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PFAS claims in Delaware settled

DuPont and the companies that used to be part of it, Chemours and Corteva, have reached a settlement with the Delaware Department of Justice. Under this, they are held responsible for decades of damage done to Delaware’s environment by per- and polyfluoroalkyl substances (PFASs).

The agreement has avoided a potential lawsuit for historic contamination by PFASs in Delaware, which remains DuPont’s headquarters. This had impacted waterways and groundwater located in each of the state’s three counties.

Based on a cost-sharing agreement between them, Chemours will pay $25 million immediately and the other two will pay $12.5 million each. They will also pay up to $25 million if they settle similar claims with other states for more than $50 million. This appears highly probable, given that some analyst has estimated total PFAS legal liability for all three firms at $5.2 billion in litigation and $1.3 billion in clean-up costs and that DuPont and Chemours reached a settlement for $670 million in West Virginia in 2017.

The agreement followed two years of environmental sampling, forensic analysis and corporate record review by the Delaware Department of Justice. The money will be used to purify drinking water and restoring natural resources; continue sampling to determine the presence of PFASs and other contaminants in water, ground and air; R&D into PFAS detection and abatement; and community environmental justice and equity grants.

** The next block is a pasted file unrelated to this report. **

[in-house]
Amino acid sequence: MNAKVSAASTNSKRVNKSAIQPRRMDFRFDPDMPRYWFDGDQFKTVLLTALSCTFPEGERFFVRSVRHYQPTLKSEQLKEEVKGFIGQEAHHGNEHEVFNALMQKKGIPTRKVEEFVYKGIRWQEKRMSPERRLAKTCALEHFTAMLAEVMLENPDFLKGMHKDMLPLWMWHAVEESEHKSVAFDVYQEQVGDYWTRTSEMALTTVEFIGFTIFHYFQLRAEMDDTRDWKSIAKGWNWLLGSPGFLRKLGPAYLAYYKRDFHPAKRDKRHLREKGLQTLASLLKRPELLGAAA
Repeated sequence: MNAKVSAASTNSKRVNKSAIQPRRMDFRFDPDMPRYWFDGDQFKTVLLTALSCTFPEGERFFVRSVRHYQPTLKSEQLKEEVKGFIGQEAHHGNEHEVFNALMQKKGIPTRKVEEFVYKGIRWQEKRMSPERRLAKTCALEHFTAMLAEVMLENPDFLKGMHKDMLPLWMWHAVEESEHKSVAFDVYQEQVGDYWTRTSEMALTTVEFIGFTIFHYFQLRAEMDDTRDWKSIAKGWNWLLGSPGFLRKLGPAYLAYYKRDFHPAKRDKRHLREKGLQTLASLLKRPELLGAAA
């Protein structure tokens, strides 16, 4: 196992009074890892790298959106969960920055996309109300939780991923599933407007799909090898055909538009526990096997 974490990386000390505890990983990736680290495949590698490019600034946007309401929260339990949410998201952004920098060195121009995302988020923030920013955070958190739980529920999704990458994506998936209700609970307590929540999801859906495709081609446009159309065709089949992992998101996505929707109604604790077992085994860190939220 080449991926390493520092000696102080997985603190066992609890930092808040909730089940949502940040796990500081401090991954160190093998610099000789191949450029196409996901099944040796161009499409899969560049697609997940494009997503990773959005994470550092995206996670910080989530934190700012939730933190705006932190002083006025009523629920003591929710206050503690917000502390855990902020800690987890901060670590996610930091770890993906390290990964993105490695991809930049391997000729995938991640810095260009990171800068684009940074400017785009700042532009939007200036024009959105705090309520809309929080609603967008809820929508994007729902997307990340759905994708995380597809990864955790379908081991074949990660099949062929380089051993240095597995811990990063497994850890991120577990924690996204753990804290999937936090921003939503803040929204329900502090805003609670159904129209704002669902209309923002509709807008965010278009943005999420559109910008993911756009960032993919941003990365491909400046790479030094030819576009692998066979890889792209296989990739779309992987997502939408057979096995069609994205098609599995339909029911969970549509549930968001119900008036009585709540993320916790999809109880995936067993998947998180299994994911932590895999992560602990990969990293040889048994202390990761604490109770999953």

PFASs are used in multiple applications, including non-stick and waterproof coatings, lubricants and foams for tackling fires. Over many decades, they have been discharged into multiple waterways in the US, which has no federal and few state limits. They have been linked to health problems like cancers of many types, organ failures and hormone disruptions, leading to multi-billion dollar lawsuits.

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